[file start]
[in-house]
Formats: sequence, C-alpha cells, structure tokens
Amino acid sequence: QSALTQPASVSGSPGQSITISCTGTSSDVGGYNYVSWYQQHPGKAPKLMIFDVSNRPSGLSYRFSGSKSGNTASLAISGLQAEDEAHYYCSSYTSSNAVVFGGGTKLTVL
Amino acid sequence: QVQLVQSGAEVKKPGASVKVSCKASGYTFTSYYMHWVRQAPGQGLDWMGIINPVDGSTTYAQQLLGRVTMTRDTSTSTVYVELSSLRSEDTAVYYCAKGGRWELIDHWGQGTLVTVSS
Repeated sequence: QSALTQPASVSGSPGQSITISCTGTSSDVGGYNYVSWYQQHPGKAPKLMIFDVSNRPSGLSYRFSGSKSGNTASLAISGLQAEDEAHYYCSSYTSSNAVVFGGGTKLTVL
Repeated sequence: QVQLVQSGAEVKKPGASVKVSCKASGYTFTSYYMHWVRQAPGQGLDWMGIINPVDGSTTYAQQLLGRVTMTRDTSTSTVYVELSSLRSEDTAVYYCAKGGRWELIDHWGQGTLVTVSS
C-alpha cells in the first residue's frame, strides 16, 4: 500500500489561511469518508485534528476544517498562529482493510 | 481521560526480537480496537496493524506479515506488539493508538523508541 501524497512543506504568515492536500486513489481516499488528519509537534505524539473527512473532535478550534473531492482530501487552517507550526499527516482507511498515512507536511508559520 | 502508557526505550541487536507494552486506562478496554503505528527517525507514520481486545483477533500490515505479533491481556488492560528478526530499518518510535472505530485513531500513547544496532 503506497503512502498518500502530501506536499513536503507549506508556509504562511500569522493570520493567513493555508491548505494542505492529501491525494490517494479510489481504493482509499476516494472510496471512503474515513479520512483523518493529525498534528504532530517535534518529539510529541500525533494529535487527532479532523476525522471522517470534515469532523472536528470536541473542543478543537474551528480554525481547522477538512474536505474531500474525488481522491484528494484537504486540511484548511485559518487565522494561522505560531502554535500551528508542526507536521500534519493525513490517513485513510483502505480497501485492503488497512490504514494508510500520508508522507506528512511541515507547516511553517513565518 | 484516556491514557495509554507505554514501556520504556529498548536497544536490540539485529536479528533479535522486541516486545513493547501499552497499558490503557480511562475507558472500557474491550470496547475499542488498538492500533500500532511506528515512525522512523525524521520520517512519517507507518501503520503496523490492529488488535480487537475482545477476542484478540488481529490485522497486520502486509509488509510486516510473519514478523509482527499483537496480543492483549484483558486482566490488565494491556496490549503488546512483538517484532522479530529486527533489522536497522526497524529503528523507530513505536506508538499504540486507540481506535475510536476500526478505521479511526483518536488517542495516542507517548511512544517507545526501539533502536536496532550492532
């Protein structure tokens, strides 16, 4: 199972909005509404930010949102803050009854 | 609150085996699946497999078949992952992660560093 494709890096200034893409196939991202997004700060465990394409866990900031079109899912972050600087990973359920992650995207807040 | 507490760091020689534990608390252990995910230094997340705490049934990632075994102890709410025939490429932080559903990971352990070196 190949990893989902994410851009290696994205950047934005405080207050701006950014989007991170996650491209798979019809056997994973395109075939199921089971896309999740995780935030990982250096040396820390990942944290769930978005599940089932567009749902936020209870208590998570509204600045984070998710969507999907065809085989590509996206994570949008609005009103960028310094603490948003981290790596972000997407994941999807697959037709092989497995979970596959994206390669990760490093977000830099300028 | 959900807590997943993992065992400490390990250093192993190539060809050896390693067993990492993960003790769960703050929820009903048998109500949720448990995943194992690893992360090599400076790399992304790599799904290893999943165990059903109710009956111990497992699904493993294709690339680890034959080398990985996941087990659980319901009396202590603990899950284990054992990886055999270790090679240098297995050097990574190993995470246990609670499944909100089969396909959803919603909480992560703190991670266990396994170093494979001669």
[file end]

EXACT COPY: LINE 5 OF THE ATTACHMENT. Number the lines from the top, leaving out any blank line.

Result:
Repeated sequence: QSALTQPASVSGSPGQSITISCTGTSSDVGGYNYVSWYQQHPGKAPKLMIFDVSNRPSGLSYRFSGSKSGNTASLAISGLQAEDEAHYYCSSYTSSNAVVFGGGTKLTVL